This leads us to the obvious question: Why then are our average, everyday search attempts so frustrating? The answer is more complicated than you may think.
To begin to unravel the conundrum, we need to understand the source of the problem better. Some pieces of information are easier to find than others because some content is structured, and some isn't. There are also different ways of data structuring that are more effective than others. Keep in mind that when we consider the vast expanse of information that exists in the world out there, our expectations are actually pretty high.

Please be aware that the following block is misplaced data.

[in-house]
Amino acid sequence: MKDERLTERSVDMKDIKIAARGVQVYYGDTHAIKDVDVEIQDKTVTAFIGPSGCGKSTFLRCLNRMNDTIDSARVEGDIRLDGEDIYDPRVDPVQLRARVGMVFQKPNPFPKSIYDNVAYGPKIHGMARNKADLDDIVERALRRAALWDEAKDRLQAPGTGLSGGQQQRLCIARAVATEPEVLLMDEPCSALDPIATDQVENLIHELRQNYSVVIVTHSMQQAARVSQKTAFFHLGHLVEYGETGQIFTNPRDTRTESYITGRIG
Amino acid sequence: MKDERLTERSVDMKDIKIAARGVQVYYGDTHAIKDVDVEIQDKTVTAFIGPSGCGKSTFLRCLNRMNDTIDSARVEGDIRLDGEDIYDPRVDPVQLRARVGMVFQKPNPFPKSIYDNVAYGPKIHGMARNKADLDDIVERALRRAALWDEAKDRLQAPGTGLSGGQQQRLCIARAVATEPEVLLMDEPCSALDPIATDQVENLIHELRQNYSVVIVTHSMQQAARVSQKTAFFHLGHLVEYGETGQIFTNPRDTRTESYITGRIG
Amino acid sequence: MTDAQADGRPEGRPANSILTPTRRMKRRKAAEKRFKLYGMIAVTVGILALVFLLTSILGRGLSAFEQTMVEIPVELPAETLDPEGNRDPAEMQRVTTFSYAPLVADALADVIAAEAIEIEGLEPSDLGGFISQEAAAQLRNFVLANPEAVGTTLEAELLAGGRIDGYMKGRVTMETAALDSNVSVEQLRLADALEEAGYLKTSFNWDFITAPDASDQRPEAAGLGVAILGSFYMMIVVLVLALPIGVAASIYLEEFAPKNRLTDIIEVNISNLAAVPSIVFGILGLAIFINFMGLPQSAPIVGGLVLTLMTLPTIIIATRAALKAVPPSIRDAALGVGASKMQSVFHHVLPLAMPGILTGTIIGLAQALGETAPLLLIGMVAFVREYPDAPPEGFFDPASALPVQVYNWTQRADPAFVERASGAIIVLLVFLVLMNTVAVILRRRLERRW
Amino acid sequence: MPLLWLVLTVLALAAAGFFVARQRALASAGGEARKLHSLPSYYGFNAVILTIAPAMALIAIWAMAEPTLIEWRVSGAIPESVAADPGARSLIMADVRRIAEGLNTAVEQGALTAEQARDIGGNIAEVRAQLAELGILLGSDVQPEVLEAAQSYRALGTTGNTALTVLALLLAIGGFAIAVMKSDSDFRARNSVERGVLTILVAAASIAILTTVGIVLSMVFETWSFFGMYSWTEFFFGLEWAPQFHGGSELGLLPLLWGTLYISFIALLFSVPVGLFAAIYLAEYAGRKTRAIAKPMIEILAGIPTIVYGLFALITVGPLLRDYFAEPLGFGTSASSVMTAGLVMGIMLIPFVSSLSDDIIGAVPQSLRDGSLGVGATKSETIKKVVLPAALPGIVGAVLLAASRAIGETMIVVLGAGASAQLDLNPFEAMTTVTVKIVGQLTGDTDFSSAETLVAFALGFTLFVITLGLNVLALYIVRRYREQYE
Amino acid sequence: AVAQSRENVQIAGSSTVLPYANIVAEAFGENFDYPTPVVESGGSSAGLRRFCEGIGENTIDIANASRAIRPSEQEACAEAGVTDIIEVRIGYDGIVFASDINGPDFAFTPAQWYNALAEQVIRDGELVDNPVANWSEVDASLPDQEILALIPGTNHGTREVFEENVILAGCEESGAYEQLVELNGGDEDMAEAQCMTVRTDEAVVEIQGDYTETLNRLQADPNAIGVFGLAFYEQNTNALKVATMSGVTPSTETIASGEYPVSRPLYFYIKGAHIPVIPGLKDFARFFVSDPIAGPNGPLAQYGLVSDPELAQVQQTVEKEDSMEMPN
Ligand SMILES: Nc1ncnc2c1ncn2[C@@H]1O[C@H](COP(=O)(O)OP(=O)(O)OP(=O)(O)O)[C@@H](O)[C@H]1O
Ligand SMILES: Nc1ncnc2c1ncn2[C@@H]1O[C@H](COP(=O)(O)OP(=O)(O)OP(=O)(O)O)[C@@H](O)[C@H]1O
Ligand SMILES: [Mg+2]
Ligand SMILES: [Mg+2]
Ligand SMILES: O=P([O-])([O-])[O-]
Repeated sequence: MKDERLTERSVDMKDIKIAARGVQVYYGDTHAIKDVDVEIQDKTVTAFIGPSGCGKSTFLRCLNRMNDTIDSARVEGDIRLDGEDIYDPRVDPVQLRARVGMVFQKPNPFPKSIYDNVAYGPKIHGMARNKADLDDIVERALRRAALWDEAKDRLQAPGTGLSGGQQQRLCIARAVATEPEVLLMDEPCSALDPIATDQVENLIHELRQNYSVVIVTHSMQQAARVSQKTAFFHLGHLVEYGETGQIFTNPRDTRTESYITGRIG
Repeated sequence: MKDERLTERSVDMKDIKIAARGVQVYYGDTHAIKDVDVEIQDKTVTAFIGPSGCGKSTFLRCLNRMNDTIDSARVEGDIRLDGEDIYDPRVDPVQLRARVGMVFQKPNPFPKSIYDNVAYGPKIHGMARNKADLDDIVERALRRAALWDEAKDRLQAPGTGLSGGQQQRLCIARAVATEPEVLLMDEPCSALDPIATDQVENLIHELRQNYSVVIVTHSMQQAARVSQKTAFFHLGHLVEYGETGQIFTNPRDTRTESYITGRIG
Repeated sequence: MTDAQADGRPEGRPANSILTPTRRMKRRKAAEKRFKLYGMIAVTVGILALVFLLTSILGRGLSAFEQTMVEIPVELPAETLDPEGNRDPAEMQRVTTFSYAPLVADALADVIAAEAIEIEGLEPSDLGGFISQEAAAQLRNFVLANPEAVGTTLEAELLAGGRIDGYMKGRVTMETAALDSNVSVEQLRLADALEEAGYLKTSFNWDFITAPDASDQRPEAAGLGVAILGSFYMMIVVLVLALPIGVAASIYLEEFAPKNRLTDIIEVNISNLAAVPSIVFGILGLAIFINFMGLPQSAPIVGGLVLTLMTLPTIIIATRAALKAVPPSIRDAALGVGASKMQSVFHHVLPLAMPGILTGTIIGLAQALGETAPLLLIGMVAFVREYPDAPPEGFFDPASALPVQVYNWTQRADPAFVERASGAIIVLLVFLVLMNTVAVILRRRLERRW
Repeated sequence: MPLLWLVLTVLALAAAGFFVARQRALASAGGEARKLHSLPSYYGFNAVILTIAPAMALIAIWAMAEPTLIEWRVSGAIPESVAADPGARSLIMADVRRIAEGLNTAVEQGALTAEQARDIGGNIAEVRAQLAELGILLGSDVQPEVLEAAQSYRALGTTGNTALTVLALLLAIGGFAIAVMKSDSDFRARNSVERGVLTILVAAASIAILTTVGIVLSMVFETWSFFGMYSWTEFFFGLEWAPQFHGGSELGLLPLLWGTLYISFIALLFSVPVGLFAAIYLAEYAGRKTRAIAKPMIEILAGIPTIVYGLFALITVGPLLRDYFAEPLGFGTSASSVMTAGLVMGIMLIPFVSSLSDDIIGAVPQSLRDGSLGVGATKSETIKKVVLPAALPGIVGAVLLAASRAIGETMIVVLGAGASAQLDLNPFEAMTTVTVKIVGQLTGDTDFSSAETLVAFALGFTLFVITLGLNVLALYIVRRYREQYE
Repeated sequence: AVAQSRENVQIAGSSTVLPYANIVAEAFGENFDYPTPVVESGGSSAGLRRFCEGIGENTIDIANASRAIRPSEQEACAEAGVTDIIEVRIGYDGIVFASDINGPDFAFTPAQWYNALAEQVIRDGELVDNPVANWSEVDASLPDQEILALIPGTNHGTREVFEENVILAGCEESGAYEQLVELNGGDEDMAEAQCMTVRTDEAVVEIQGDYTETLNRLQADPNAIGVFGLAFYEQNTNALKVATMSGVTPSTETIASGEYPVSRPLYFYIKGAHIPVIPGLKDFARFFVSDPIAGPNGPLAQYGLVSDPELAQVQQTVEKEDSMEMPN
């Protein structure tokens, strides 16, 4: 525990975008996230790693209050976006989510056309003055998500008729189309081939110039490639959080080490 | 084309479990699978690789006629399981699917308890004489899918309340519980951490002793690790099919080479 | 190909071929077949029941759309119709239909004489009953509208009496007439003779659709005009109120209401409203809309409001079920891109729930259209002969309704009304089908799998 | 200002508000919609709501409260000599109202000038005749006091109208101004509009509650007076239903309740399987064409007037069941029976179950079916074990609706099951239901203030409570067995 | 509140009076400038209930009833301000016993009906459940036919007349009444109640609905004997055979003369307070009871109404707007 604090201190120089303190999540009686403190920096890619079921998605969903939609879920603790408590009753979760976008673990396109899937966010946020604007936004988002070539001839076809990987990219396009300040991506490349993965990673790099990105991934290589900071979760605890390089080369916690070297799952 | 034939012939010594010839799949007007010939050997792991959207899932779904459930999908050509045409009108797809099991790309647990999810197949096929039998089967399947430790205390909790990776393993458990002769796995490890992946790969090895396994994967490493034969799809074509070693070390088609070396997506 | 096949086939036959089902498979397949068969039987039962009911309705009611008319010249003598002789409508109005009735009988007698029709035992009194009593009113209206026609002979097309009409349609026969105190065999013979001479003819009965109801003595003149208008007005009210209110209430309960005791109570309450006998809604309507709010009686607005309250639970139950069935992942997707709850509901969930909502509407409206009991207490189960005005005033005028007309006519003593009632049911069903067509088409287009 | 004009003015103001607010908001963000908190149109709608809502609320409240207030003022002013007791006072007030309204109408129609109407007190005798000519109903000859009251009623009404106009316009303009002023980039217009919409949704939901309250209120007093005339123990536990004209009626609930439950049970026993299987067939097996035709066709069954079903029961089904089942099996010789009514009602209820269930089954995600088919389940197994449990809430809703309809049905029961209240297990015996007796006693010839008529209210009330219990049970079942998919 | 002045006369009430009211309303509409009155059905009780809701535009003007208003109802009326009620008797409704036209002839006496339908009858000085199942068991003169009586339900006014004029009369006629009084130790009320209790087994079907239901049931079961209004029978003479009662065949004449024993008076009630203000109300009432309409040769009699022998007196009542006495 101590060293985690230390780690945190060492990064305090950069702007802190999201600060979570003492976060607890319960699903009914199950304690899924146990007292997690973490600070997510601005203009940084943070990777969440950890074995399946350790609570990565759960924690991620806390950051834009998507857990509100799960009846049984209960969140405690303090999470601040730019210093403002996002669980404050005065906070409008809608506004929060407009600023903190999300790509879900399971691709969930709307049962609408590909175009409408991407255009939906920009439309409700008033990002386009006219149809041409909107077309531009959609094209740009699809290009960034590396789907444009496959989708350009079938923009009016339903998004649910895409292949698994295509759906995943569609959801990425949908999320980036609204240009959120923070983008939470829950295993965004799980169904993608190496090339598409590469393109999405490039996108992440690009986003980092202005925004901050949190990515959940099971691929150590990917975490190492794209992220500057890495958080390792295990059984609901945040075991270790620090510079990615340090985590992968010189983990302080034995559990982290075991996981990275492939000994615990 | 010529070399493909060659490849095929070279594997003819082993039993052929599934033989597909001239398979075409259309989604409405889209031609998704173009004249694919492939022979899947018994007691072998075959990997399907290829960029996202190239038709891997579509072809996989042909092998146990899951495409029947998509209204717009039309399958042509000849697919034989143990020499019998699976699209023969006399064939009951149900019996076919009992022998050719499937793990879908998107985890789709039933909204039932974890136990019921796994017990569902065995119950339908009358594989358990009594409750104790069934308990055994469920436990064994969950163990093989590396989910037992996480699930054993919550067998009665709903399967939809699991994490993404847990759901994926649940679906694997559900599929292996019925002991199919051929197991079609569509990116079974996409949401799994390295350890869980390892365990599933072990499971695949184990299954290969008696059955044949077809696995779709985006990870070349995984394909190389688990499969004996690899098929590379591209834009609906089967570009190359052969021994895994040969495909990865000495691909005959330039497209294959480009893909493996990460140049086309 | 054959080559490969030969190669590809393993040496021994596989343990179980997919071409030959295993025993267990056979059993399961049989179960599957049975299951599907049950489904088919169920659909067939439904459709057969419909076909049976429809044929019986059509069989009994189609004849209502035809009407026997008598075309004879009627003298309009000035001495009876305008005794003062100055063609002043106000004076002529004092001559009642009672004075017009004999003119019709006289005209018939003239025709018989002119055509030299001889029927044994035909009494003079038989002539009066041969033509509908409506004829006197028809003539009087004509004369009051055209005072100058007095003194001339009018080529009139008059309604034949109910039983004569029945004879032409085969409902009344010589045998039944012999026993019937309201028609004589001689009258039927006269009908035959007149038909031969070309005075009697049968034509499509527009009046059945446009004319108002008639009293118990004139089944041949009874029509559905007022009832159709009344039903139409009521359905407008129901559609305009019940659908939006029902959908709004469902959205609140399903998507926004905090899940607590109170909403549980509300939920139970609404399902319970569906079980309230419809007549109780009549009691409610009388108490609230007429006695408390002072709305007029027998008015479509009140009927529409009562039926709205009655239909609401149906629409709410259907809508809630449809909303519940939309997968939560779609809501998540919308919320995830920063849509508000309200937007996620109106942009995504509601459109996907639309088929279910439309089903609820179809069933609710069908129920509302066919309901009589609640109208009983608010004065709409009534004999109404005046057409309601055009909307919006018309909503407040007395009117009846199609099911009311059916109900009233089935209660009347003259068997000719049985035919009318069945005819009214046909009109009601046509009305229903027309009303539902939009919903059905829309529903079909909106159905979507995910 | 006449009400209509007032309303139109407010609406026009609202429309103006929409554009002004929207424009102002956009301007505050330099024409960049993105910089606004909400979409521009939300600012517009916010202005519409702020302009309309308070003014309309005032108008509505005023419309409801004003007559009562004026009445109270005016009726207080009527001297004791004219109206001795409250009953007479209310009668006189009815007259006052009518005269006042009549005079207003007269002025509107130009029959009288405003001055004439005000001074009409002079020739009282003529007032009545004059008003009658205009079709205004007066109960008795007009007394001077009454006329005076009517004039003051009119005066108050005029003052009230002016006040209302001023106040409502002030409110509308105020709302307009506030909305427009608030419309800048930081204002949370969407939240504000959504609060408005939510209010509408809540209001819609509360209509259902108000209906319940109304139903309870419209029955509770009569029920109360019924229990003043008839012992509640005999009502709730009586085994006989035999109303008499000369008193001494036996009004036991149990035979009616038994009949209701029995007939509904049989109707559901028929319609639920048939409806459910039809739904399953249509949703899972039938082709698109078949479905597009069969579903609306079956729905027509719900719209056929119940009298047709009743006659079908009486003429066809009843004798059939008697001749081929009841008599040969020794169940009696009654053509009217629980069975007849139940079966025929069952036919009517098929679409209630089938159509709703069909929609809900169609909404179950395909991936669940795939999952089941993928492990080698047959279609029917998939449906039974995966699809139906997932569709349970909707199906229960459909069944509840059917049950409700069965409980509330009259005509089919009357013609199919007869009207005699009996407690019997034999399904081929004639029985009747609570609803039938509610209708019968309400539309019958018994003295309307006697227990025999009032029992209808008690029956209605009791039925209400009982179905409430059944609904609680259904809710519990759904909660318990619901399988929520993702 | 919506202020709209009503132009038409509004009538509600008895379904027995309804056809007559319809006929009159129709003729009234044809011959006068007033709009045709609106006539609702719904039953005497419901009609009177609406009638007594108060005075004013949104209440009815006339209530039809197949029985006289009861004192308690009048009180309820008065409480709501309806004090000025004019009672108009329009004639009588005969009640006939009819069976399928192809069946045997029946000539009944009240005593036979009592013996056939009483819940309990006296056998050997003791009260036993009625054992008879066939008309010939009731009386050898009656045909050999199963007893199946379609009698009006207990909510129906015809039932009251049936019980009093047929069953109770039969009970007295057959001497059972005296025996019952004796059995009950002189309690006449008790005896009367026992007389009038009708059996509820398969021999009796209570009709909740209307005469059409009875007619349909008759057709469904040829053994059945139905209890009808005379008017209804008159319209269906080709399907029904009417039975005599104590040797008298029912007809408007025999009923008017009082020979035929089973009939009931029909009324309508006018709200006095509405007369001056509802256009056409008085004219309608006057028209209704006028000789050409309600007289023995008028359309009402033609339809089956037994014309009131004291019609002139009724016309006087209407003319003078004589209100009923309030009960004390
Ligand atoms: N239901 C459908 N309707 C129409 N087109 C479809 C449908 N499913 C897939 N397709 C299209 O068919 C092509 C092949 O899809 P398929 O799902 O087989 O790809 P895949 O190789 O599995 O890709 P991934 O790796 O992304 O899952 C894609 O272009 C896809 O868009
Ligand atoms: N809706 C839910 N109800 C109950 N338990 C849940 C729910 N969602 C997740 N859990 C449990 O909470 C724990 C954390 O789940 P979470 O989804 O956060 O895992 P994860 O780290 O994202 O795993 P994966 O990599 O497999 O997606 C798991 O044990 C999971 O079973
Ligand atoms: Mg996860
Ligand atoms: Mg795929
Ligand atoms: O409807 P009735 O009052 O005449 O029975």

The reality is that search technologies must be able to decipher an extremely large amount of unstructured content, which may exist anywhere on any computer in the world, including our own laptops. Nevertheless, we, as users, expect immediate, accurate results when we type a simple question or keyword. When we take into account the complexity of this process, it's actually amazing that we are able to find anything. And in most instances, the content we're looking for has no information or metadata attached to it. In other words the search engine often has no way of knowing the origin of the information, who published it, what key topics it refers to or what its relationship is to other content. Clearly, the task of finding and delivering unstructured information is considerably more complicated than accessing our banking information.